There are 169 inhabited villages in Goalpokhar II CD Block. 166 villages (98.22%) have power supply. All 169 villages (100%) have drinking water supply. 32 villages (18.93%) have post offices. 160 villages (94.67%) have telephones (including landlines, public call offices and mobile phones). 77 villages (45.56%) have a pucca (paved) approach road and 38 villages (22.49%) have transport communication (includes bus service, rail facility and navigable waterways). 10 villages (5.92%) have agricultural credit societies. 9 villages (5.33%) have banks.
“With its distinctive physiographic and agroclimatic features, the Dinajpur region has been a bread-basket area of Bengal for many centuries, growing multiple varieties of fine and coarse rice in vast quantities, along with major economic crops like jute. The livelihood profile of Uttar Dinajpur district has evolved in association with these old agricultural patterns, and more than two-thirds of its active workforce still draws livelihoods directly from agriculture and related occupations.”
Agricultural potential has been uneven across Uttar Dinajpur based on soil conditions and irrigation potential. This has generated considerable internal migration within the district, as areas with higher agricultural potential and higher labour demand has attracted large number of people. The impact of land reforms has also varied. As the Islampur subdivision blocks evolved initially under the Bihar administration, the land estates were larger in size and the extent of land acquired under ceiling laws were higher. The cultivator population in Islampur subdivision was also thinner. Such conditions have been favourable for migrants. The movement of people from agricultural activities to non-agricultural activities has been low in Uttar Dinajpur district except for some pockets.
In 2013-14, Goalpokhar II CD Block produced 55,280 tonnes of Aman paddy, the main winter crop from 18,832 hectares, 6,270 tonnes of Boro paddy (spring crop) from 2,982 hectares, 11,167 tonnes of wheat from 5,000 hectares, 5,118 tonnes of maize from 2,102 hectares, 35,914 tonnes of jute from 3,018 hectares and 35,339 tonnes of potatoes from 859 hectares. It also produced maskalai and oilseeds.
In 2013-14, the total area irrigated in Goalpokhar II CD Block was 401 hectares, out of which 200 hectares were irrigated by river lift irrigation and 201 hectares by deep tube wells.
“More than eleven hundred rural households across the district are engaged in traditional crafts based industries, among which dhokra, mat making, terracotta, village pottery and bamboo craft in the Goalpokhar-1 and Kaliaganj regions are notable.”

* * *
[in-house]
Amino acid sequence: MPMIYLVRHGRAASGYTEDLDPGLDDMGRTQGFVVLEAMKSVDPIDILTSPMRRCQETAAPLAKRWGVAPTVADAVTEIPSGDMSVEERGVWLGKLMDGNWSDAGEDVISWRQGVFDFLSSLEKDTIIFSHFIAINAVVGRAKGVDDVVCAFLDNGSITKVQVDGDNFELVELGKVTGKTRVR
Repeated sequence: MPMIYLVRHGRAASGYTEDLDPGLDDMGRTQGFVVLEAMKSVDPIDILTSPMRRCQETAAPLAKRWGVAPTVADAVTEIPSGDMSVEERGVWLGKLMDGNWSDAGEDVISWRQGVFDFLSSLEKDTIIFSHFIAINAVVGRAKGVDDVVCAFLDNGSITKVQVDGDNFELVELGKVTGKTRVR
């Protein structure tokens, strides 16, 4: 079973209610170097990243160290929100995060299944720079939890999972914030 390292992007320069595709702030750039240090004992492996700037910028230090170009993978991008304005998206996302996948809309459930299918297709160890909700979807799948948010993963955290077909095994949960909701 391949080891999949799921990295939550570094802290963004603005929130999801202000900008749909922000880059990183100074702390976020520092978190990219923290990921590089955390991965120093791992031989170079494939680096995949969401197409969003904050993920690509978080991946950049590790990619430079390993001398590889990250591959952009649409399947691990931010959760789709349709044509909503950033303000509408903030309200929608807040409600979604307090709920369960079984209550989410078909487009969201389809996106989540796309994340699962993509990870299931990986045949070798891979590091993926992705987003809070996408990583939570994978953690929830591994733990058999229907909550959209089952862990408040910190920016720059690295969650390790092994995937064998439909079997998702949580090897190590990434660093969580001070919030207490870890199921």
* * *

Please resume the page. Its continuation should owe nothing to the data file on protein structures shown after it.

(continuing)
Uttar Dinajpur district is listed as a backward region and receives financial support from the Backward Regions Grant Fund. The fund, created by the Government of India, is designed to redress regional imbalances in development. As of 2012, 272 districts across the country were listed under this scheme. The list includes 11 districts of West Bengal.
Howrah–New Jalpaiguri line
|Source: India Rail Info|
Goalpokhar II CD Block has 4 originating/ terminating bus routes. The nearest railway station is 13 km from CD Block headquarters
The Howrah–New Jalpaiguri line passes through Goalpokhar II CD Block and there are stations at Hatwar, Kanki and Surja Kamal. In the early 1960s, when Farakka Barrage was being constructed, a far reaching change was made. Indian Railways constructed a new broad-gauge rail link from south Bengal to connect North Bengal.
In 2012-13, Goalpokhar II CD Block had 130 primary schools with 30,301 students, 14 middle schools with 2,136 students, 3 high schools with 1,393 students and 13 higher secondary schools with 21,821 students. Goalpokhar II CD Block had 422 institutions for special and non-formal education with 36,663 students.
As per the 2011 census, in Golpokhar II CD Block, amongst the 169 inhabited villages, 20 villages did not have a school, 106 villages had 1 or more primary schools, 42 villages had at least 1 primary and 1 middle school and 16 villages had at least 1 middle and 1 secondary school.
In 2013, Goalpokhar II CD Block had 1 block primary health centre and 2 primary health centres, with total 46 beds and 4 doctors (excluding private bodies). It had 35 family welfare subcentres. 2,965 patients were treated indoor and 215,332 patients were treated outdoor in the hospitals, health centres and subcentres of the CD Block.
|url=value (help) (PDF). Page 71 Table 36: Distribution of villages according to availability of different amenities, 2011. Directorate of Census Operations, West Bengal. Retrieved 29 December 2018.